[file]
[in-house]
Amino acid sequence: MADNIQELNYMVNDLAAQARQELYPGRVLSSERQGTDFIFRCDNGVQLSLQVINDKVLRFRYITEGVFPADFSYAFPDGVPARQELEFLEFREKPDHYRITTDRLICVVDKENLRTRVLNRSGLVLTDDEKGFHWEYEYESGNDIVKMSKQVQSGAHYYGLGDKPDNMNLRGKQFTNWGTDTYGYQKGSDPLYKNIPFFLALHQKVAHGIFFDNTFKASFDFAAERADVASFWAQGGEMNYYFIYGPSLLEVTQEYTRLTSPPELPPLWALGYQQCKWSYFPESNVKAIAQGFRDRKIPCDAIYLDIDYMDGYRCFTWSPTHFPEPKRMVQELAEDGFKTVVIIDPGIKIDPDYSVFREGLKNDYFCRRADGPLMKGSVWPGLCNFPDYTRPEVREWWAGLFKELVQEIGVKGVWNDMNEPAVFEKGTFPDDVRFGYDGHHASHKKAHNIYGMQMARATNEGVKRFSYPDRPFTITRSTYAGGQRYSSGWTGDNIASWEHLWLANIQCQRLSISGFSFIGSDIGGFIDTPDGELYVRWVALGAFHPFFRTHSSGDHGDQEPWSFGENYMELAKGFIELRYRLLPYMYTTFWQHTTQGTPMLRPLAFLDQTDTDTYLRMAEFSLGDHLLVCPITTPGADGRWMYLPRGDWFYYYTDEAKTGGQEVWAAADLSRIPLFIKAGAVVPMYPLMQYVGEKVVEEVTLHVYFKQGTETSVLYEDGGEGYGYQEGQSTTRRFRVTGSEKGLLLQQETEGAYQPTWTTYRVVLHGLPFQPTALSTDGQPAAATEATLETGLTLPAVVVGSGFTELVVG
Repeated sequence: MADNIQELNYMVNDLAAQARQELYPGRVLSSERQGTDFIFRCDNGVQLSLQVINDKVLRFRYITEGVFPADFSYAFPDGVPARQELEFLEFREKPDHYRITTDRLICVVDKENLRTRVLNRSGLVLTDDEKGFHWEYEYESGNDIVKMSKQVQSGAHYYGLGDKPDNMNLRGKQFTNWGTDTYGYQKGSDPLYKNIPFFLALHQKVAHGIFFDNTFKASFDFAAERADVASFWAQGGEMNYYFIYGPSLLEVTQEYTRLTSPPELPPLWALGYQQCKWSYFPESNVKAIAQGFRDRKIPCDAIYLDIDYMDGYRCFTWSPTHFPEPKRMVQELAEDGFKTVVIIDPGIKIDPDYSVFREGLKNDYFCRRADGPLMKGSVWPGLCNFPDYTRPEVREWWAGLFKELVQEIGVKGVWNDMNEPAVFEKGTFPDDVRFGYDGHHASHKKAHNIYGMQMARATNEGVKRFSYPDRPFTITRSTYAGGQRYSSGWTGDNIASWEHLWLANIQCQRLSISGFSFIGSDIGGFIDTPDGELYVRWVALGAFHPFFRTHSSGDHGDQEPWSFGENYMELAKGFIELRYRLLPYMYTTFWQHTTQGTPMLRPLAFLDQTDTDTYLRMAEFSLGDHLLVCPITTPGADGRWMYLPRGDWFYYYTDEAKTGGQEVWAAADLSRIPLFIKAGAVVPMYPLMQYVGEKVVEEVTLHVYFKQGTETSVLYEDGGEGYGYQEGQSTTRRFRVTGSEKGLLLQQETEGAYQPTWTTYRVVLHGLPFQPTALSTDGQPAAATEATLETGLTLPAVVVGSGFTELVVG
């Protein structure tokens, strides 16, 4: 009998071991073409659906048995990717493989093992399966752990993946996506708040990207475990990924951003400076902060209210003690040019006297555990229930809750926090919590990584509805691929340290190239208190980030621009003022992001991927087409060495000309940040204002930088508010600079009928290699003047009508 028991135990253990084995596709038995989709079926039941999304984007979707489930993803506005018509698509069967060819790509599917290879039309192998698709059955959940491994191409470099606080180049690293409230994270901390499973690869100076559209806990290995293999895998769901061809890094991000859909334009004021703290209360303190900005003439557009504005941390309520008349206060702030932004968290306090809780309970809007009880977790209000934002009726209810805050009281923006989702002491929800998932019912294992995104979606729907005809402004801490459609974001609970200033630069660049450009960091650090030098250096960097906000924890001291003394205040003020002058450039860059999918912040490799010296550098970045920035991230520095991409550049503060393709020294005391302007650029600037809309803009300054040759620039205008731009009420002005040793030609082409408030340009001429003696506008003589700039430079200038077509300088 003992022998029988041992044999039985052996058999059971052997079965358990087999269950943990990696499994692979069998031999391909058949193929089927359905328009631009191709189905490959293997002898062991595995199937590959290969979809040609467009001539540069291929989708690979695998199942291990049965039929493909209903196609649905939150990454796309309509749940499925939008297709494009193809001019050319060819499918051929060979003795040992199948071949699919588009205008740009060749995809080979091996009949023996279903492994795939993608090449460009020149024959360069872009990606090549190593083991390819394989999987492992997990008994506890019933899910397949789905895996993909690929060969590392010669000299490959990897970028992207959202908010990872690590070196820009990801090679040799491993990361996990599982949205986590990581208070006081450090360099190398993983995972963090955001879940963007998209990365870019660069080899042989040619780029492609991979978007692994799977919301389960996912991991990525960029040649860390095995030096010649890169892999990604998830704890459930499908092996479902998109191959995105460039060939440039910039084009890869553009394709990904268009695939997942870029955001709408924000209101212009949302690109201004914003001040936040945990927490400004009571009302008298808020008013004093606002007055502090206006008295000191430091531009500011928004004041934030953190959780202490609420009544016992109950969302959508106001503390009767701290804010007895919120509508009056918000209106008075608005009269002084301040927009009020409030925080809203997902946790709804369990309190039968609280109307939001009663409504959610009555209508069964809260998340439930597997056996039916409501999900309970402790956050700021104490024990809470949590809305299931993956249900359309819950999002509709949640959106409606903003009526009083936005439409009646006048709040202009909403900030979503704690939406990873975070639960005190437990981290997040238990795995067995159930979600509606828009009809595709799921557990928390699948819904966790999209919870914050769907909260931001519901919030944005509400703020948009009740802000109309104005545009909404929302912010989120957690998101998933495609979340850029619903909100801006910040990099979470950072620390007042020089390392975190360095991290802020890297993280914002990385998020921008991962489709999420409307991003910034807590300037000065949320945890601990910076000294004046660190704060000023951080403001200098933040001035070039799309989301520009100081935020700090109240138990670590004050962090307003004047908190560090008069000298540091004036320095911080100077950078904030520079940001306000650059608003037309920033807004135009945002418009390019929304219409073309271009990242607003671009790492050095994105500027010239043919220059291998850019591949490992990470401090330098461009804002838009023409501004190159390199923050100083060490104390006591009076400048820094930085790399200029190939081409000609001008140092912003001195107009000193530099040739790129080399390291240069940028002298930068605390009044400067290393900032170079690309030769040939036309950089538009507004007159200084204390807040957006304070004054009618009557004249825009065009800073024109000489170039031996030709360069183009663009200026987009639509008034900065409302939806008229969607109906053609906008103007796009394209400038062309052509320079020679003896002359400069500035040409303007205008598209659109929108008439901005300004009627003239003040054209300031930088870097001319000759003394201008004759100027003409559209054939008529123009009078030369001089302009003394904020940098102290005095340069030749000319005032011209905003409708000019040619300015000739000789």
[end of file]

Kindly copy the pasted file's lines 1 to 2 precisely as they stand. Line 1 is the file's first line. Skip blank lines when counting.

[in-house]
Amino acid sequence: MADNIQELNYMVNDLAAQARQELYPGRVLSSERQGTDFIFRCDNGVQLSLQVINDKVLRFRYITEGVFPADFSYAFPDGVPARQELEFLEFREKPDHYRITTDRLICVVDKENLRTRVLNRSGLVLTDDEKGFHWEYEYESGNDIVKMSKQVQSGAHYYGLGDKPDNMNLRGKQFTNWGTDTYGYQKGSDPLYKNIPFFLALHQKVAHGIFFDNTFKASFDFAAERADVASFWAQGGEMNYYFIYGPSLLEVTQEYTRLTSPPELPPLWALGYQQCKWSYFPESNVKAIAQGFRDRKIPCDAIYLDIDYMDGYRCFTWSPTHFPEPKRMVQELAEDGFKTVVIIDPGIKIDPDYSVFREGLKNDYFCRRADGPLMKGSVWPGLCNFPDYTRPEVREWWAGLFKELVQEIGVKGVWNDMNEPAVFEKGTFPDDVRFGYDGHHASHKKAHNIYGMQMARATNEGVKRFSYPDRPFTITRSTYAGGQRYSSGWTGDNIASWEHLWLANIQCQRLSISGFSFIGSDIGGFIDTPDGELYVRWVALGAFHPFFRTHSSGDHGDQEPWSFGENYMELAKGFIELRYRLLPYMYTTFWQHTTQGTPMLRPLAFLDQTDTDTYLRMAEFSLGDHLLVCPITTPGADGRWMYLPRGDWFYYYTDEAKTGGQEVWAAADLSRIPLFIKAGAVVPMYPLMQYVGEKVVEEVTLHVYFKQGTETSVLYEDGGEGYGYQEGQSTTRRFRVTGSEKGLLLQQETEGAYQPTWTTYRVVLHGLPFQPTALSTDGQPAAATEATLETGLTLPAVVVGSGFTELVVG